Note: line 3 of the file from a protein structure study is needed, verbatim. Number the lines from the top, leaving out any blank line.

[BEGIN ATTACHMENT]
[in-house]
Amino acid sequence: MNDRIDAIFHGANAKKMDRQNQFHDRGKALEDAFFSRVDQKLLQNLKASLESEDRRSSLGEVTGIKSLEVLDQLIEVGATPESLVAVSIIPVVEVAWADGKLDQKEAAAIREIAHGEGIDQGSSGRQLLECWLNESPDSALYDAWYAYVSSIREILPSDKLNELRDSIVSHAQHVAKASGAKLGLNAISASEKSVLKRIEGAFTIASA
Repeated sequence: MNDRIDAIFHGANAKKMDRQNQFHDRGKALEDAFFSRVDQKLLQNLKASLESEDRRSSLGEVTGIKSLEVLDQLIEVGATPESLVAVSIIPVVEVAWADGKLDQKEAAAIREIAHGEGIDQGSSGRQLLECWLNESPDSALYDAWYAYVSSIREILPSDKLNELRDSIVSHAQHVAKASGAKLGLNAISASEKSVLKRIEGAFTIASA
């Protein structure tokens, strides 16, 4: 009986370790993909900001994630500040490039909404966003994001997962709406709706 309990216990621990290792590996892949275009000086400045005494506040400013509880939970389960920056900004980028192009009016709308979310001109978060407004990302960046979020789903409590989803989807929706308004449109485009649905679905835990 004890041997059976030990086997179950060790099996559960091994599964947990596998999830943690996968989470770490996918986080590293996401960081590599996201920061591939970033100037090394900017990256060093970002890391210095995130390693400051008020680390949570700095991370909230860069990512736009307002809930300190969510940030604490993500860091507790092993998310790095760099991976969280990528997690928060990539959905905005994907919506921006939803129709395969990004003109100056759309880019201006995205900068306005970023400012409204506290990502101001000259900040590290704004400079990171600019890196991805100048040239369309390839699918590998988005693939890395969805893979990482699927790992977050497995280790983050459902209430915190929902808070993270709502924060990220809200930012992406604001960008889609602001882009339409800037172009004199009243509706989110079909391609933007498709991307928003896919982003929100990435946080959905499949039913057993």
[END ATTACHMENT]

Repeated sequence: MNDRIDAIFHGANAKKMDRQNQFHDRGKALEDAFFSRVDQKLLQNLKASLESEDRRSSLGEVTGIKSLEVLDQLIEVGATPESLVAVSIIPVVEVAWADGKLDQKEAAAIREIAHGEGIDQGSSGRQLLECWLNESPDSALYDAWYAYVSSIREILPSDKLNELRDSIVSHAQHVAKASGAKLGLNAISASEKSVLKRIEGAFTIASA